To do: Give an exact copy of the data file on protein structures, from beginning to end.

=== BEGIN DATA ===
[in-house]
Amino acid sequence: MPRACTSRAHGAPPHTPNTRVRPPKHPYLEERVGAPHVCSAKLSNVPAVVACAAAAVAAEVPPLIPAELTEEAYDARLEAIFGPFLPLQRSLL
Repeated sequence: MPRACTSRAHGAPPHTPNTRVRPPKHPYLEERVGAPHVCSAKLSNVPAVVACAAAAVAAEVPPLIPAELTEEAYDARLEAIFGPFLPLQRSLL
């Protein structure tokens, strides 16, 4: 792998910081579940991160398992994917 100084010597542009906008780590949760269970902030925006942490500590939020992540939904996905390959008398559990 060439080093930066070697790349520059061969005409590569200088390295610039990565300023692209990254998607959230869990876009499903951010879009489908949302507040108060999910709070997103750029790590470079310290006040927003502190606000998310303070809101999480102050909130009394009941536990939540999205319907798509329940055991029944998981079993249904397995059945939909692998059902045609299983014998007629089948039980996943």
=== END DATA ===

[in-house]
Amino acid sequence: MPRACTSRAHGAPPHTPNTRVRPPKHPYLEERVGAPHVCSAKLSNVPAVVACAAAAVAAEVPPLIPAELTEEAYDARLEAIFGPFLPLQRSLL
Repeated sequence: MPRACTSRAHGAPPHTPNTRVRPPKHPYLEERVGAPHVCSAKLSNVPAVVACAAAAVAAEVPPLIPAELTEEAYDARLEAIFGPFLPLQRSLL
């Protein structure tokens, strides 16, 4: 792998910081579940991160398992994917 100084010597542009906008780590949760269970902030925006942490500590939020992540939904996905390959008398559990 060439080093930066070697790349520059061969005409590569200088390295610039990565300023692209990254998607959230869990876009499903951010879009489908949302507040108060999910709070997103750029790590470079310290006040927003502190606000998310303070809101999480102050909130009394009941536990939540999205319907798509329940055991029944998981079993249904397995059945939909692998059902045609299983014998007629089948039980996943």